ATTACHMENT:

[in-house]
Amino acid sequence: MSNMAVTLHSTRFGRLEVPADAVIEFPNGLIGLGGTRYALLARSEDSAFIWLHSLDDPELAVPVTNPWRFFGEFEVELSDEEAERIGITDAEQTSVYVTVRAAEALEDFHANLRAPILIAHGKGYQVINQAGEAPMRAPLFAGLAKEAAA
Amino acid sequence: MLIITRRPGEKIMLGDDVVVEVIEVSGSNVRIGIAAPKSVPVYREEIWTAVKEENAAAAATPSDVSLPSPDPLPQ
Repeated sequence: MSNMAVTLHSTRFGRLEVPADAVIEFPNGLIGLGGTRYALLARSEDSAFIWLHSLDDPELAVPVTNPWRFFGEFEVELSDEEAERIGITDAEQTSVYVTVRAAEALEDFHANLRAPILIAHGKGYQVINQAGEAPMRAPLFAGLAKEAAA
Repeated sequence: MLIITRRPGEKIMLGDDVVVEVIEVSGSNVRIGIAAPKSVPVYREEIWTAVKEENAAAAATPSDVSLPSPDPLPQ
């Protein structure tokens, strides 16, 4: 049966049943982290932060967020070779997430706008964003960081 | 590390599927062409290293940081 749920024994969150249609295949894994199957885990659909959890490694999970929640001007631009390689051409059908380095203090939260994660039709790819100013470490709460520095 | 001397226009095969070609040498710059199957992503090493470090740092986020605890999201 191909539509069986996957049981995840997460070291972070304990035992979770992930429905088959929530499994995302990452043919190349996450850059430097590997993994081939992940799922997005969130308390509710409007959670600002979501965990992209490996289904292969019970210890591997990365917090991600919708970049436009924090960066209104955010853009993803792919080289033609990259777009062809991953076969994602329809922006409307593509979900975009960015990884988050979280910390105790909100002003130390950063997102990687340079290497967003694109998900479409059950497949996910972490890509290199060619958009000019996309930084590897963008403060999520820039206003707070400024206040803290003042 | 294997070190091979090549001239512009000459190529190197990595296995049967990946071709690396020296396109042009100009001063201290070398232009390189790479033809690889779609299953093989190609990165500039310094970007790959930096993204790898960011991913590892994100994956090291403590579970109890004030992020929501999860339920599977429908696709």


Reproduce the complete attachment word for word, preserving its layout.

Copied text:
[in-house]
Amino acid sequence: MSNMAVTLHSTRFGRLEVPADAVIEFPNGLIGLGGTRYALLARSEDSAFIWLHSLDDPELAVPVTNPWRFFGEFEVELSDEEAERIGITDAEQTSVYVTVRAAEALEDFHANLRAPILIAHGKGYQVINQAGEAPMRAPLFAGLAKEAAA
Amino acid sequence: MLIITRRPGEKIMLGDDVVVEVIEVSGSNVRIGIAAPKSVPVYREEIWTAVKEENAAAAATPSDVSLPSPDPLPQ
Repeated sequence: MSNMAVTLHSTRFGRLEVPADAVIEFPNGLIGLGGTRYALLARSEDSAFIWLHSLDDPELAVPVTNPWRFFGEFEVELSDEEAERIGITDAEQTSVYVTVRAAEALEDFHANLRAPILIAHGKGYQVINQAGEAPMRAPLFAGLAKEAAA
Repeated sequence: MLIITRRPGEKIMLGDDVVVEVIEVSGSNVRIGIAAPKSVPVYREEIWTAVKEENAAAAATPSDVSLPSPDPLPQ
């Protein structure tokens, strides 16, 4: 049966049943982290932060967020070779997430706008964003960081 | 590390599927062409290293940081 749920024994969150249609295949894994199957885990659909959890490694999970929640001007631009390689051409059908380095203090939260994660039709790819100013470490709460520095 | 001397226009095969070609040498710059199957992503090493470090740092986020605890999201 191909539509069986996957049981995840997460070291972070304990035992979770992930429905088959929530499994995302990452043919190349996450850059430097590997993994081939992940799922997005969130308390509710409007959670600002979501965990992209490996289904292969019970210890591997990365917090991600919708970049436009924090960066209104955010853009993803792919080289033609990259777009062809991953076969994602329809922006409307593509979900975009960015990884988050979280910390105790909100002003130390950063997102990687340079290497967003694109998900479409059950497949996910972490890509290199060619958009000019996309930084590897963008403060999520820039206003707070400024206040803290003042 | 294997070190091979090549001239512009000459190529190197990595296995049967990946071709690396020296396109042009100009001063201290070398232009390189790479033809690889779609299953093989190609990165500039310094970007790959930096993204790898960011991913590892994100994956090291403590579970109890004030992020929501999860339920599977429908696709």